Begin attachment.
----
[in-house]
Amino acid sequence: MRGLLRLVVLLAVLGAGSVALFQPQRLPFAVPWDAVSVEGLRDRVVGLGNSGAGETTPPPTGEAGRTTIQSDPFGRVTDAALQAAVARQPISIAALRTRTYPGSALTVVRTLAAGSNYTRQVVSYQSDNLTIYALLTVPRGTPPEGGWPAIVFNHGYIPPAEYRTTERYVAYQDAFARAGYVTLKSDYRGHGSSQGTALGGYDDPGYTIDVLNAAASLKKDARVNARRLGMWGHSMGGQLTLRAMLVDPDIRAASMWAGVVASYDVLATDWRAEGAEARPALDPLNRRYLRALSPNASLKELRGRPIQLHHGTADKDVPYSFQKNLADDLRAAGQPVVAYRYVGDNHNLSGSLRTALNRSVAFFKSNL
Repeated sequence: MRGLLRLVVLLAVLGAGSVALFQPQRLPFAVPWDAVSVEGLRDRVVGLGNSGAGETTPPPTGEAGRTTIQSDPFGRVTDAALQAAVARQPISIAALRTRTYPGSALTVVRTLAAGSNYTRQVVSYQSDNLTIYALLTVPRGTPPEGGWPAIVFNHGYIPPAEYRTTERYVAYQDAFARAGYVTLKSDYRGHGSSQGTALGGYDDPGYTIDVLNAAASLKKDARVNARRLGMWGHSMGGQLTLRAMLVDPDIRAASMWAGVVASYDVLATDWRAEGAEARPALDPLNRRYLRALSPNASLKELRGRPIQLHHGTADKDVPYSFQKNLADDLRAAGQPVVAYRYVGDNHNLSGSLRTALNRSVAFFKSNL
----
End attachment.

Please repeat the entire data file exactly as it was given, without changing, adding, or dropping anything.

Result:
[in-house]
Amino acid sequence: MRGLLRLVVLLAVLGAGSVALFQPQRLPFAVPWDAVSVEGLRDRVVGLGNSGAGETTPPPTGEAGRTTIQSDPFGRVTDAALQAAVARQPISIAALRTRTYPGSALTVVRTLAAGSNYTRQVVSYQSDNLTIYALLTVPRGTPPEGGWPAIVFNHGYIPPAEYRTTERYVAYQDAFARAGYVTLKSDYRGHGSSQGTALGGYDDPGYTIDVLNAAASLKKDARVNARRLGMWGHSMGGQLTLRAMLVDPDIRAASMWAGVVASYDVLATDWRAEGAEARPALDPLNRRYLRALSPNASLKELRGRPIQLHHGTADKDVPYSFQKNLADDLRAAGQPVVAYRYVGDNHNLSGSLRTALNRSVAFFKSNL
Repeated sequence: MRGLLRLVVLLAVLGAGSVALFQPQRLPFAVPWDAVSVEGLRDRVVGLGNSGAGETTPPPTGEAGRTTIQSDPFGRVTDAALQAAVARQPISIAALRTRTYPGSALTVVRTLAAGSNYTRQVVSYQSDNLTIYALLTVPRGTPPEGGWPAIVFNHGYIPPAEYRTTERYVAYQDAFARAGYVTLKSDYRGHGSSQGTALGGYDDPGYTIDVLNAAASLKKDARVNARRLGMWGHSMGGQLTLRAMLVDPDIRAASMWAGVVASYDVLATDWRAEGAEARPALDPLNRRYLRALSPNASLKELRGRPIQLHHGTADKDVPYSFQKNLADDLRAAGQPVVAYRYVGDNHNLSGSLRTALNRSVAFFKSNL